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major requirement for success is mere physical contact with the target
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Rationale of assassinations as practiced by the KGB. According to the Anatoliy Golitsyn understanding  the Soviet government and the KGB would resort to a political assassination of a Western leader only under the following conditions:

A. If a Western leader, who is a recruited Soviet agent, is threatened in office by a political rival. This is based on a statement made by Zhenikhov, a former KGB resident in Finland. He stated that if his agent, holding a high office, was threatened by an anticommunist social democrat during the elections, the latter would be poisoned by a trusted KGB agent.

B. If a Western leader became a serious obstacle to communist strategy and to the strategic disinformation program, he would be quietly poisoned at a summit meeting during negotiations or while visiting a communist country, since detente provides such opportunities in abundance.

The practical lesson here is that a Western leader who is involved in furthering an effective counterstrategy against the communists should not visit communist countries or take part in any summit meetings with their leaders.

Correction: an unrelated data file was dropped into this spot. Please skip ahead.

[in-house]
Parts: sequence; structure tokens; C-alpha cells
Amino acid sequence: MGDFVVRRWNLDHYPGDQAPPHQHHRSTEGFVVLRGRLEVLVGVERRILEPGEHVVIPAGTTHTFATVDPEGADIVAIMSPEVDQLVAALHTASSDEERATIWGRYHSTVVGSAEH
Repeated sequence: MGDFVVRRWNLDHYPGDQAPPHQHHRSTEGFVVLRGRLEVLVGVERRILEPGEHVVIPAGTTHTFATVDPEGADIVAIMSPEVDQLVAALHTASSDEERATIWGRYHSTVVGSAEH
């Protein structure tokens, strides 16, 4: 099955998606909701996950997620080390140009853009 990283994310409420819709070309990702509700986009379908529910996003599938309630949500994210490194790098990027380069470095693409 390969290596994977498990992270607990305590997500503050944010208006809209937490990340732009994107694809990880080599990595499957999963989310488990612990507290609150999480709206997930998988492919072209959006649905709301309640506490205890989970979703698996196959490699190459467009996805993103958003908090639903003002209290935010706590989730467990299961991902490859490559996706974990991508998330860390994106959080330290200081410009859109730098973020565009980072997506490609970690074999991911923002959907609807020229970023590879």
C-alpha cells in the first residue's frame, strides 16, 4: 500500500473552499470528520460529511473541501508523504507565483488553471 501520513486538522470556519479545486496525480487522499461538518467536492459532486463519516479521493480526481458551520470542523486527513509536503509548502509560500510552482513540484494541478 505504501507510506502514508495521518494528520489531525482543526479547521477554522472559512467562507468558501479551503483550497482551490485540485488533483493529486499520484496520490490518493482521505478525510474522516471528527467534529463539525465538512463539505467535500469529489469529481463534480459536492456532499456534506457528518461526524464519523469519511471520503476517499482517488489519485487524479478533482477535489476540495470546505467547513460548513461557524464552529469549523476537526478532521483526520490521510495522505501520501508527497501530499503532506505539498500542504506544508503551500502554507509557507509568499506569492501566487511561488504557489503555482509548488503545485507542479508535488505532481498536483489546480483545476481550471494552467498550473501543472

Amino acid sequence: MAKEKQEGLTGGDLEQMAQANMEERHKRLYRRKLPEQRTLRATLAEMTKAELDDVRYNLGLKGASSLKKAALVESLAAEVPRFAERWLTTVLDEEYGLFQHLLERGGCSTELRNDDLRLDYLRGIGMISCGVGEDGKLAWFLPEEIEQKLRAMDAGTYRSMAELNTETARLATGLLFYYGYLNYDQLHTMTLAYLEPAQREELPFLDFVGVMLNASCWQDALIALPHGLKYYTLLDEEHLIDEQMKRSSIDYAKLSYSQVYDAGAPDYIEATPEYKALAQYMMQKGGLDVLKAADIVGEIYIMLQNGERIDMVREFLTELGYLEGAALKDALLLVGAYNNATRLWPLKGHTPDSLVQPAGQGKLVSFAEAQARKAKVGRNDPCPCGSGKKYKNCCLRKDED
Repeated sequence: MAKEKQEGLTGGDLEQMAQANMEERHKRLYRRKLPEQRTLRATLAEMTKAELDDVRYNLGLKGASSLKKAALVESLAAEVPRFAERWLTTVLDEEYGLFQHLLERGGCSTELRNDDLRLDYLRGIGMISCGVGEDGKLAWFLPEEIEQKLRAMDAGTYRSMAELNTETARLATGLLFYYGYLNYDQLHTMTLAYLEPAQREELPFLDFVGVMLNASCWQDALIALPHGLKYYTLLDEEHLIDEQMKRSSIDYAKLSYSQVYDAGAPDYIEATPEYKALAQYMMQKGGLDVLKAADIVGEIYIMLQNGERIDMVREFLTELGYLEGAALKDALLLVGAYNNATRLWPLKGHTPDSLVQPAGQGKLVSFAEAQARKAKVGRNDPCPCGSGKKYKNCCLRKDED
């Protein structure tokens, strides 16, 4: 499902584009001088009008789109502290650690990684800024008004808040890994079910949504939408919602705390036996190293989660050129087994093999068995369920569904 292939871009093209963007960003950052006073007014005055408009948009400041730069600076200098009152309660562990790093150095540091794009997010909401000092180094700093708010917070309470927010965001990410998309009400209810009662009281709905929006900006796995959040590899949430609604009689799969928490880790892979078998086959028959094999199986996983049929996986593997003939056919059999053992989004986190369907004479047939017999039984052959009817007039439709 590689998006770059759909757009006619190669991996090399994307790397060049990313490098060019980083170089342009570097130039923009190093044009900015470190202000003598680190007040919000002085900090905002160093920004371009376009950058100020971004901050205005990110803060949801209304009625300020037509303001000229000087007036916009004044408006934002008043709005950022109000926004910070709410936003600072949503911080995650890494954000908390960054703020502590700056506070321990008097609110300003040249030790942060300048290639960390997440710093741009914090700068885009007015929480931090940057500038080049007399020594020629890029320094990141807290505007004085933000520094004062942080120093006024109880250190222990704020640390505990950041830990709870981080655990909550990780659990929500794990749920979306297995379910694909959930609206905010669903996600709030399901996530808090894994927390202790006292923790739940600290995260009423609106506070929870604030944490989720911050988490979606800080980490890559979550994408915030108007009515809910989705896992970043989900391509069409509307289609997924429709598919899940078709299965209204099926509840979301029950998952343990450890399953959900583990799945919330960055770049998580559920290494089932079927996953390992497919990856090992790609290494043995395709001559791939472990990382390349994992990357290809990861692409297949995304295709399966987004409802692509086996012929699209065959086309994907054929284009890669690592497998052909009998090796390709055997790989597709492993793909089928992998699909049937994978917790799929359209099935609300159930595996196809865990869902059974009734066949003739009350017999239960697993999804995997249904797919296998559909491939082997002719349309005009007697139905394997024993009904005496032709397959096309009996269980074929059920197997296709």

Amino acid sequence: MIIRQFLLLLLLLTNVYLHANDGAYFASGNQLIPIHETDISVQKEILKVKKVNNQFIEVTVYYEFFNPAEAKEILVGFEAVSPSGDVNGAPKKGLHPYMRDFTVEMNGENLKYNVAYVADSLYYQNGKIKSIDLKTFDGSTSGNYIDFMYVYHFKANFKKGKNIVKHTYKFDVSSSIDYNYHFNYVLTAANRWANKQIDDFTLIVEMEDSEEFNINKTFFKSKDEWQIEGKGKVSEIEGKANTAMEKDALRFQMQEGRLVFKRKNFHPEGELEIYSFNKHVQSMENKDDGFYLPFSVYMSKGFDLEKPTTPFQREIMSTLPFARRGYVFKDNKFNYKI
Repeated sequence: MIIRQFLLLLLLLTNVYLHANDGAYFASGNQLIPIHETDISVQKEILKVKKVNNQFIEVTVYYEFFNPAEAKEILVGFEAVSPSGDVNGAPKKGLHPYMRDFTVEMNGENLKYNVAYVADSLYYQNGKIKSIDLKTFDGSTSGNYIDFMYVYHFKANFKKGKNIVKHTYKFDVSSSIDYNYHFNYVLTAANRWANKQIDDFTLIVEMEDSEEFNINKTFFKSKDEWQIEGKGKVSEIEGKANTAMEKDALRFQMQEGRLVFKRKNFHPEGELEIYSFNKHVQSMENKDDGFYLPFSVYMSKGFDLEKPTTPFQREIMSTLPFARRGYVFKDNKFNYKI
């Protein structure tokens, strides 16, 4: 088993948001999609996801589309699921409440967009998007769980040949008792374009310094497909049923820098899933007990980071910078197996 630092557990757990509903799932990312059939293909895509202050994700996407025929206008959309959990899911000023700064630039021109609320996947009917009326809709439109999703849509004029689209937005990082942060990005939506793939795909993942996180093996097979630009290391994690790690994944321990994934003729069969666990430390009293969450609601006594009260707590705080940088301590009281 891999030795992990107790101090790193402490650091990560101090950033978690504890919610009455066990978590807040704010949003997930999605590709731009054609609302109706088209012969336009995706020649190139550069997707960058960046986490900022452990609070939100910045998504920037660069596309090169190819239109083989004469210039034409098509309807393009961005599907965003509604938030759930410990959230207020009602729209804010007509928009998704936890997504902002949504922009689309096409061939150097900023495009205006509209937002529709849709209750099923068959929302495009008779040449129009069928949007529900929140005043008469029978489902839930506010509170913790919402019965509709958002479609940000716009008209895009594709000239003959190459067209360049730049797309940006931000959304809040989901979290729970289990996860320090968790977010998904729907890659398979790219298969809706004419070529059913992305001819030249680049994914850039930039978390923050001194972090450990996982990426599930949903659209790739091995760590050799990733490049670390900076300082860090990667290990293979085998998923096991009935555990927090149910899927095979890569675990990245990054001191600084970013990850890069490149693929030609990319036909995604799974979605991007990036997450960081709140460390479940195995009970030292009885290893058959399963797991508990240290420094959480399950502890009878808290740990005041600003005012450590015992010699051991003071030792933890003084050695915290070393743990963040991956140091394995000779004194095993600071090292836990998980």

The technique for a poisoning was described in a statement made by a KGB general, Zheleznyakov, at an operational briefing devoted to an assassination proposal against Tito in 1953 in Moscow.

Zheleznyakov stated that the major requirement for success is mere physical contact with the target, as the Soviet service has technical means (special poisons) to inflict mortal diseases without leaving traces of the poison, so that death will be attributed to natural causes.

C. If the assassination of a leader provides the opportunity for a controlled Soviet agent to take over the position. According to Levinov, a KGB adviser in Czechoslovakia, this rationale was used by both the Soviet and the Czech services in the assassination of President Benes, thus vacating a place for a communist leader, Gottwald.

D. If a communist leader decided to eliminate his communist rival. It is a well-known fact that, based on this rationale, Stalin got rid of many of his rivals, including Trotskiy in Mexico. According to the author, this rationale is not used any longer because of the cessation of the struggle for power in the Soviet party leadership.

from Anatoliy Golitsyn "New Lies For Old", page 353

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